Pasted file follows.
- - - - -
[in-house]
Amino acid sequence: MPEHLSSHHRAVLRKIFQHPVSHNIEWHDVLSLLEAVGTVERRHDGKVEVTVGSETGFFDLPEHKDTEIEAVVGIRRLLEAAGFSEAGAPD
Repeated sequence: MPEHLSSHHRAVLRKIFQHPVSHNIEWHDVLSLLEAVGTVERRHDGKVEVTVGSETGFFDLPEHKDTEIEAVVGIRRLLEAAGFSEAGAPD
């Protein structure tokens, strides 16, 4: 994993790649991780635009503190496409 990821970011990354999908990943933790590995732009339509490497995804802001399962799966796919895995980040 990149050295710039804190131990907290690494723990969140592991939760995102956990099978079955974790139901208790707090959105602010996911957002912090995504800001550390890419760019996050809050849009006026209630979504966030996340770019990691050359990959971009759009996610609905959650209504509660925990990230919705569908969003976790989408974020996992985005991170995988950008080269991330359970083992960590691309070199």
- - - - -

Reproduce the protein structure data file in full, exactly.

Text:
[in-house]
Amino acid sequence: MPEHLSSHHRAVLRKIFQHPVSHNIEWHDVLSLLEAVGTVERRHDGKVEVTVGSETGFFDLPEHKDTEIEAVVGIRRLLEAAGFSEAGAPD
Repeated sequence: MPEHLSSHHRAVLRKIFQHPVSHNIEWHDVLSLLEAVGTVERRHDGKVEVTVGSETGFFDLPEHKDTEIEAVVGIRRLLEAAGFSEAGAPD
């Protein structure tokens, strides 16, 4: 994993790649991780635009503190496409 990821970011990354999908990943933790590995732009339509490497995804802001399962799966796919895995980040 990149050295710039804190131990907290690494723990969140592991939760995102956990099978079955974790139901208790707090959105602010996911957002912090995504800001550390890419760019996050809050849009006026209630979504966030996340770019990691050359990959971009759009996610609905959650209504509660925990990230919705569908969003976790989408974020996992985005991170995988950008080269991330359970083992960590691309070199």